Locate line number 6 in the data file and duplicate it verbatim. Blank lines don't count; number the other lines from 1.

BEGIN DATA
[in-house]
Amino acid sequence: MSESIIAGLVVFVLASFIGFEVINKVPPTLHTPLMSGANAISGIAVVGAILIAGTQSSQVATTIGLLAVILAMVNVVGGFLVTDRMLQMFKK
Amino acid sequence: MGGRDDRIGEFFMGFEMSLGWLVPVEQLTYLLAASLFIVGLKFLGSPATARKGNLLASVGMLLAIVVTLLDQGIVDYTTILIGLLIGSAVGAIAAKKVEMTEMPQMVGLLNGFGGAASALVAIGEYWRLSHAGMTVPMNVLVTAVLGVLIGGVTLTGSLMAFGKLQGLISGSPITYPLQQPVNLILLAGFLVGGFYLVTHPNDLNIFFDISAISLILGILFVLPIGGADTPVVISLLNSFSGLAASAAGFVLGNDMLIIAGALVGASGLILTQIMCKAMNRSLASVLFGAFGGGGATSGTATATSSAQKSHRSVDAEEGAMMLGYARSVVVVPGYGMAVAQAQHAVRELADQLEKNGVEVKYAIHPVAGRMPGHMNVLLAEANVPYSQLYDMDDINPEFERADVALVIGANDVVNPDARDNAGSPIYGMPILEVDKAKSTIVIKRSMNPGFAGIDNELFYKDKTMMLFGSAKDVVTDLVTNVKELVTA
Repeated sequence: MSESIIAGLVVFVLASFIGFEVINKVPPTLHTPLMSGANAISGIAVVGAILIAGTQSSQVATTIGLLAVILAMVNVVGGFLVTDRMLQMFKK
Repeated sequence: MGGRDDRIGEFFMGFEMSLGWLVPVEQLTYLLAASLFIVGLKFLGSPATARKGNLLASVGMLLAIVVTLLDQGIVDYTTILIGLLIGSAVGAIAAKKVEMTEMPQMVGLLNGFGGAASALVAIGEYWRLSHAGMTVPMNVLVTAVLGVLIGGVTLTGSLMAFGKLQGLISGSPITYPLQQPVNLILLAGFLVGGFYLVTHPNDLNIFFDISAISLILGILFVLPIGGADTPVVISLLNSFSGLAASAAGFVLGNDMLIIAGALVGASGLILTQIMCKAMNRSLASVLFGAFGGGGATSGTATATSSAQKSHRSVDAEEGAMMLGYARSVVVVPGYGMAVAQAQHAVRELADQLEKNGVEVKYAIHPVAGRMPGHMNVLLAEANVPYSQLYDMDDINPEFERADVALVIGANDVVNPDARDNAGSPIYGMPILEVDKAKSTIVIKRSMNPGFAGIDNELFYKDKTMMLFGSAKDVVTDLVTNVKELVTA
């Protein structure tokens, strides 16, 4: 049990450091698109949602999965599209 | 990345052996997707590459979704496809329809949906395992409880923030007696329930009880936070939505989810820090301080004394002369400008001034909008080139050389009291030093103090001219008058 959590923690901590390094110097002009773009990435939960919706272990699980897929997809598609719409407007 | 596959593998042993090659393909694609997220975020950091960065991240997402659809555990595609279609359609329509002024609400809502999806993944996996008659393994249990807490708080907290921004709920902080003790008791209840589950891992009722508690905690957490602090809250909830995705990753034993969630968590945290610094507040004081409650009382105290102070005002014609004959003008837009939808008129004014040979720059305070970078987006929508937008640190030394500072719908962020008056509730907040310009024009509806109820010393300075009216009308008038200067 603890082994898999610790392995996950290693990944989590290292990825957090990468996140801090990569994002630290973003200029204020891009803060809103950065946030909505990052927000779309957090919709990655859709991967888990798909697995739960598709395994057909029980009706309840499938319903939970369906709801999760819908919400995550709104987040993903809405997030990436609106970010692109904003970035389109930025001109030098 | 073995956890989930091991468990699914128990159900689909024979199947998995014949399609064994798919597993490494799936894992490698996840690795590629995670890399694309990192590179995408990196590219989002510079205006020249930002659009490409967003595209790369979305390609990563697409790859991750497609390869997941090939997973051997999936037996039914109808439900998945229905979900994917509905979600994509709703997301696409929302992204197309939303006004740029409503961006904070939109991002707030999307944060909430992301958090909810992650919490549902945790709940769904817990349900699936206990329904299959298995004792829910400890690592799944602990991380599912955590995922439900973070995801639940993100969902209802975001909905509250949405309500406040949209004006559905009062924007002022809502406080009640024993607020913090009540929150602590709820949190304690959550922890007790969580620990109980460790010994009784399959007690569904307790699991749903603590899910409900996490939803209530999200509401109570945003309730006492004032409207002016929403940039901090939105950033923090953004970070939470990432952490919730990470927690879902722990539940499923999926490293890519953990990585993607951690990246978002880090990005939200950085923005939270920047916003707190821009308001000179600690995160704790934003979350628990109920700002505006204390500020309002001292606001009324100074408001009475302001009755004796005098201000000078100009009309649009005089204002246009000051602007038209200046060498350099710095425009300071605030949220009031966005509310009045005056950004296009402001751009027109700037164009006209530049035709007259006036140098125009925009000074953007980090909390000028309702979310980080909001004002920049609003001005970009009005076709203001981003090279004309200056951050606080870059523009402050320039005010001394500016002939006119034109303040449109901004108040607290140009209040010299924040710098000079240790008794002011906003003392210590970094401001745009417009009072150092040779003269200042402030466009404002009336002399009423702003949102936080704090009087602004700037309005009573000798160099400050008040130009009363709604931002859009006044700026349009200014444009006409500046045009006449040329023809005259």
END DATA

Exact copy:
């Protein structure tokens, strides 16, 4: 049990450091698109949602999965599209 | 990345052996997707590459979704496809329809949906395992409880923030007696329930009880936070939505989810820090301080004394002369400008001034909008080139050389009291030093103090001219008058 959590923690901590390094110097002009773009990435939960919706272990699980897929997809598609719409407007 | 596959593998042993090659393909694609997220975020950091960065991240997402659809555990595609279609359609329509002024609400809502999806993944996996008659393994249990807490708080907290921004709920902080003790008791209840589950891992009722508690905690957490602090809250909830995705990753034993969630968590945290610094507040004081409650009382105290102070005002014609004959003008837009939808008129004014040979720059305070970078987006929508937008640190030394500072719908962020008056509730907040310009024009509806109820010393300075009216009308008038200067 603890082994898999610790392995996950290693990944989590290292990825957090990468996140801090990569994002630290973003200029204020891009803060809103950065946030909505990052927000779309957090919709990655859709991967888990798909697995739960598709395994057909029980009706309840499938319903939970369906709801999760819908919400995550709104987040993903809405997030990436609106970010692109904003970035389109930025001109030098 | 073995956890989930091991468990699914128990159900689909024979199947998995014949399609064994798919597993490494799936894992490698996840690795590629995670890399694309990192590179995408990196590219989002510079205006020249930002659009490409967003595209790369979305390609990563697409790859991750497609390869997941090939997973051997999936037996039914109808439900998945229905979900994917509905979600994509709703997301696409929302992204197309939303006004740029409503961006904070939109991002707030999307944060909430992301958090909810992650919490549902945790709940769904817990349900699936206990329904299959298995004792829910400890690592799944602990991380599912955590995922439900973070995801639940993100969902209802975001909905509250949405309500406040949209004006559905009062924007002022809502406080009640024993607020913090009540929150602590709820949190304690959550922890007790969580620990109980460790010994009784399959007690569904307790699991749903603590899910409900996490939803209530999200509401109570945003309730006492004032409207002016929403940039901090939105950033923090953004970070939470990432952490919730990470927690879902722990539940499923999926490293890519953990990585993607951690990246978002880090990005939200950085923005939270920047916003707190821009308001000179600690995160704790934003979350628990109920700002505006204390500020309002001292606001009324100074408001009475302001009755004796005098201000000078100009009309649009005089204002246009000051602007038209200046060498350099710095425009300071605030949220009031966005509310009045005056950004296009402001751009027109700037164009006209530049035709007259006036140098125009925009000074953007980090909390000028309702979310980080909001004002920049609003001005970009009005076709203001981003090279004309200056951050606080870059523009402050320039005010001394500016002939006119034109303040449109901004108040607290140009209040010299924040710098000079240790008794002011906003003392210590970094401001745009417009009072150092040779003269200042402030466009404002009336002399009423702003949102936080704090009087602004700037309005009573000798160099400050008040130009009363709604931002859009006044700026349009200014444009006409500046045009006449040329023809005259």